M.J. Calabrese has a new Gay/Bi mystery thriller out: "Warrior's Way." And there's a giveaway!
Friends since childhood, Albuquerque detective Eagle Woodard and criminal profiler Adam Coulter are dragged into a serial killer case. Gay couples are being murdered and tortured and the FBI needs their help to capture the sadistic murderer.
Deciding to implement a plan to trap the killer, Adam and Eagle go undercover as an involved gay couple. Or is it really pretend?
Faced with their toughest challenge yet, they must find the active serial killer before he strikes again. With the powers that be not cooperating and the killer proving to be elusive, will Eagle and Adam be able to stop the murderer while navigating their changing relationship?
Please Note: This is the first book in an ongoing story arc. Although the case is solved, the relationship ends on a cliffhanger. Contains graphic violence and scenes of torture.
M.J. is giving away a $25 Amazon gift card with this tour. Enter via Rafflecopter for a chance to win:
The cool wind attacked Eagle Woodard’s body as he fell head over heels. He tumbled, body tightly tucked as he cleared the modified Cessna, momentarily catching sight of the blue, cloudless horizon before stretching out to embrace the air. Below him, the rust toned surrealist canvas of desert and mountains began to take shape as he allowed himself to freefall through the biting tempest. The winds transformed his tanned face, warping it into a mad, Joker-esque grin.
The former Army Ranger set his plan into motion. Pulling his muscular arms tightly against his torso, the angle of his descent began to change. ‘I feel the need, the need for speed.’ If the wind hadn’t been so brutal, he would’ve laughed. How many times had they used those iconic words in training? At 38, it felt like a lifetime ago.
Eagle tilted his head down. He pressed his legs together with toes pointed toward the heavens, becoming a human bullet streaking through the atmosphere. He could feel the friction heating his head and shoulders. His dark, goggle covered eyes flickered to the left, quickly gauging his altitude in relation to the horizon. One…, two…, three seconds passed.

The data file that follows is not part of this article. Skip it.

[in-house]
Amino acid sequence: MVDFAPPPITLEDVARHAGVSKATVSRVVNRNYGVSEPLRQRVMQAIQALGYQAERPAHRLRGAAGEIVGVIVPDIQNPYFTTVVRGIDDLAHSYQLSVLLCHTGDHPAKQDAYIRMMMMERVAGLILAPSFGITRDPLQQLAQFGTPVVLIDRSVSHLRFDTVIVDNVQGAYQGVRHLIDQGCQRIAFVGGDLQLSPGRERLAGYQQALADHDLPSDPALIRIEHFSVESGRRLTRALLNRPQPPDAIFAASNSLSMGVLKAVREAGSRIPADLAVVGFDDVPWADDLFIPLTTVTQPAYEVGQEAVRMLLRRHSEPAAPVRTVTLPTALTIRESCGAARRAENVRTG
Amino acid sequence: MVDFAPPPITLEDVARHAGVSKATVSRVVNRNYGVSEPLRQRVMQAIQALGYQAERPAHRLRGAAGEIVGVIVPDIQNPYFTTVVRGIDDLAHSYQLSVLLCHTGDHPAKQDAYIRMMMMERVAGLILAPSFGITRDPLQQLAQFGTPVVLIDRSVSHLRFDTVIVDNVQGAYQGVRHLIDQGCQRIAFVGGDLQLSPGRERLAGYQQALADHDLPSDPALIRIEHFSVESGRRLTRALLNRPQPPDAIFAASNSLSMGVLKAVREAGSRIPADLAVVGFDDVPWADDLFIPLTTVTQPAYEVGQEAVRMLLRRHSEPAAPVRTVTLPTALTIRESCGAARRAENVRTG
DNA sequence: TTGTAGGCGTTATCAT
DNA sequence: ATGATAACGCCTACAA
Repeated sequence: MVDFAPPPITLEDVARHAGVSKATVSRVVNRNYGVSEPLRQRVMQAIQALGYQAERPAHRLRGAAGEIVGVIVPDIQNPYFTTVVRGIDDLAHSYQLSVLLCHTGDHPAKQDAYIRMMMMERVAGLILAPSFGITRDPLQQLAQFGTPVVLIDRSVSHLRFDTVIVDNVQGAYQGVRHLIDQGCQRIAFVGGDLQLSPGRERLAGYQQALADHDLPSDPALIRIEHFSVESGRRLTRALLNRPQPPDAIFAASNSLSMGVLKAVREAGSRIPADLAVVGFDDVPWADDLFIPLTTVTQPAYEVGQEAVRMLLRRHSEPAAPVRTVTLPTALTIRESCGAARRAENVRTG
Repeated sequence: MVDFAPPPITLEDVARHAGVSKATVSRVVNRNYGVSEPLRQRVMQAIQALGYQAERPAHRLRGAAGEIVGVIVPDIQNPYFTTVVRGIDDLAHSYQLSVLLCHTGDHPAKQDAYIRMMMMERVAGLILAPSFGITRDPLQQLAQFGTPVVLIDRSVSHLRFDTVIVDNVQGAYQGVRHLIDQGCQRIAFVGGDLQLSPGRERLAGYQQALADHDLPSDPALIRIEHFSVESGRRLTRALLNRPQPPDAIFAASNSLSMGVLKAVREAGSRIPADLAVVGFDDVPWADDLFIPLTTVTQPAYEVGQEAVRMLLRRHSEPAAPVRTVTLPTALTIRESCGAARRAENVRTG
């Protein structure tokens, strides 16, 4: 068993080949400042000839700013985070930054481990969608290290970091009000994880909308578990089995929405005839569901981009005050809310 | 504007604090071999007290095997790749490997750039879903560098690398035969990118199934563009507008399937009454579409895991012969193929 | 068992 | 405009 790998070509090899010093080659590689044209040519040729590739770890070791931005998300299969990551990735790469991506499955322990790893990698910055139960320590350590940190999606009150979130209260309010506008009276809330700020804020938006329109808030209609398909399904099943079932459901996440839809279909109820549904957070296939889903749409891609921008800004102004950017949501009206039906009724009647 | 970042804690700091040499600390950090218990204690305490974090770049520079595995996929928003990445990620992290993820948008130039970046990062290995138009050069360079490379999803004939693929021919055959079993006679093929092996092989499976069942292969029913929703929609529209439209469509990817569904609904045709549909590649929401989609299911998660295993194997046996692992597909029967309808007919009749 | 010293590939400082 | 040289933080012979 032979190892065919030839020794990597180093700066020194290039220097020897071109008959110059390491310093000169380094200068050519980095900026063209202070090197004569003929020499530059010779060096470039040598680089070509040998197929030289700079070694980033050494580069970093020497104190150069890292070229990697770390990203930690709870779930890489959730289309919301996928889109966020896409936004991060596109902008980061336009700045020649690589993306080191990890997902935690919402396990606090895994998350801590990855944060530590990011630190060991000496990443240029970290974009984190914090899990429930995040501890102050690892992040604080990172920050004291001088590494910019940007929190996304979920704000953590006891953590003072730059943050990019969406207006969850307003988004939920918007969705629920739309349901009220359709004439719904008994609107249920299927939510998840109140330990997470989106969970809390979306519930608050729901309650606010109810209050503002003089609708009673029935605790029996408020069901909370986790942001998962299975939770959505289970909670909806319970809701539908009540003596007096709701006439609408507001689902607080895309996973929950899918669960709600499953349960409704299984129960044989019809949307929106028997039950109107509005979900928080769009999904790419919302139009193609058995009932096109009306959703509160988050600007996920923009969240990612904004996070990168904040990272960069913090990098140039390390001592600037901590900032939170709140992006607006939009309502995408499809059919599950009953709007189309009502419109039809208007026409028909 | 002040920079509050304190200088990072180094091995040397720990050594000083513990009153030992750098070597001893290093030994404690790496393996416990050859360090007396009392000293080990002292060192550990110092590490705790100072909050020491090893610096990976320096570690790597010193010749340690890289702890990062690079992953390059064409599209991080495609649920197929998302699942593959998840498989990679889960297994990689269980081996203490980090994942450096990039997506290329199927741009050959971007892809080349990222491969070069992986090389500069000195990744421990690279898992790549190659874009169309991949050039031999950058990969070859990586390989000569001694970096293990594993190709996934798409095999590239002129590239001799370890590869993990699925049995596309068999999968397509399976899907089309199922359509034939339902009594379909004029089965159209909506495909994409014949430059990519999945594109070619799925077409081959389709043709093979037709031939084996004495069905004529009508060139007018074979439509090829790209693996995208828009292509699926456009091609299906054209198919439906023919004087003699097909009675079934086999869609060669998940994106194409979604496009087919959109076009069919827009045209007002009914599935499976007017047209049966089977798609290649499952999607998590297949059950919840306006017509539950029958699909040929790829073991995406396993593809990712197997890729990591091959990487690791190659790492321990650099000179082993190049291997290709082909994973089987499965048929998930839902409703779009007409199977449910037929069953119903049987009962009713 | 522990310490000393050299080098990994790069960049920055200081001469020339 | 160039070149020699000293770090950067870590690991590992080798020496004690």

Eagle reveled in the multitude of sensations inundating his body. The angry roar of the wind deafened him. The white noise of the rushing air blotted out all sound except for the popping of the black, nylon jumpsuit. The wind strained the cloth protecting him almost to its limit. The powerful, talon-like turbulence threatened to shred his clothes, leaving him bare and unprotected from the tempest. The bee sting lash of his long, raven ponytail as it whipped against his neck and face revitalized and reddened his brown skin.
‘Four…, five…, six…, seven…, eight.’ With an eerie calm, Woodard counted the seconds. As he drew closer and closer to terra firma, his confidence in his abilities never wavered. Here he was master. Here he was the great bird of his people’s folklore. He was the embodiment of Atsáh, the Eagle, swooping with deadly accuracy toward his prey on the ground.
The Albuquerque homicide Detective didn’t need to see his altimeter. He knew he only had a few more moments of precious freedom. Reluctantly, his right hand moved reflexively to the left side of his chest. Gripping the cold metal ring, he tugged.
A grunt of air was forced from his lungs. The nylon straps crisscrossing his body suddenly tightened, drawing him up. Eagle grimaced as pain seared up his back. The sudden opening of his parachute at this rate of speed aggravated more than one old injury. Gravity, the purveyor of his discomfort, pressed his chin to his chest for an instant before the strain of rapid deceleration eased.